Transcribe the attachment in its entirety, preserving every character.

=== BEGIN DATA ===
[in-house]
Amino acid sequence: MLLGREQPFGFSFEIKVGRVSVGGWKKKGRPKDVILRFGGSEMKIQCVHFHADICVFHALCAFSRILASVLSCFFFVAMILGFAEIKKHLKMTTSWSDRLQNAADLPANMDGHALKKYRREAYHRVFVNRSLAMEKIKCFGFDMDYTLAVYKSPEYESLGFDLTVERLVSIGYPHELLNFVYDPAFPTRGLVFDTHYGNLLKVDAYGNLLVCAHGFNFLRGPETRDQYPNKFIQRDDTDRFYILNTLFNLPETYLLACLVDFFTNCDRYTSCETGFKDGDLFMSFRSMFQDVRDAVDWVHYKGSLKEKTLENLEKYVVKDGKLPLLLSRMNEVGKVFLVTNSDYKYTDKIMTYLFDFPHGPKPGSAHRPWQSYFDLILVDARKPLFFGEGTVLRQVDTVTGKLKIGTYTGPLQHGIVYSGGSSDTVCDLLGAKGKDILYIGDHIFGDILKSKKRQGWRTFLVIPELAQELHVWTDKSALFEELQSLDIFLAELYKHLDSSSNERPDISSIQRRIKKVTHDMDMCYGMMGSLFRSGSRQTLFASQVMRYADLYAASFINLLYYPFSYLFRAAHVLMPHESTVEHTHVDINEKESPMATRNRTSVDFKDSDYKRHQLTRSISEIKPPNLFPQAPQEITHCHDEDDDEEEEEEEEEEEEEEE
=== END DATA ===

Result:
[in-house]
Amino acid sequence: MLLGREQPFGFSFEIKVGRVSVGGWKKKGRPKDVILRFGGSEMKIQCVHFHADICVFHALCAFSRILASVLSCFFFVAMILGFAEIKKHLKMTTSWSDRLQNAADLPANMDGHALKKYRREAYHRVFVNRSLAMEKIKCFGFDMDYTLAVYKSPEYESLGFDLTVERLVSIGYPHELLNFVYDPAFPTRGLVFDTHYGNLLKVDAYGNLLVCAHGFNFLRGPETRDQYPNKFIQRDDTDRFYILNTLFNLPETYLLACLVDFFTNCDRYTSCETGFKDGDLFMSFRSMFQDVRDAVDWVHYKGSLKEKTLENLEKYVVKDGKLPLLLSRMNEVGKVFLVTNSDYKYTDKIMTYLFDFPHGPKPGSAHRPWQSYFDLILVDARKPLFFGEGTVLRQVDTVTGKLKIGTYTGPLQHGIVYSGGSSDTVCDLLGAKGKDILYIGDHIFGDILKSKKRQGWRTFLVIPELAQELHVWTDKSALFEELQSLDIFLAELYKHLDSSSNERPDISSIQRRIKKVTHDMDMCYGMMGSLFRSGSRQTLFASQVMRYADLYAASFINLLYYPFSYLFRAAHVLMPHESTVEHTHVDINEKESPMATRNRTSVDFKDSDYKRHQLTRSISEIKPPNLFPQAPQEITHCHDEDDDEEEEEEEEEEEEEEE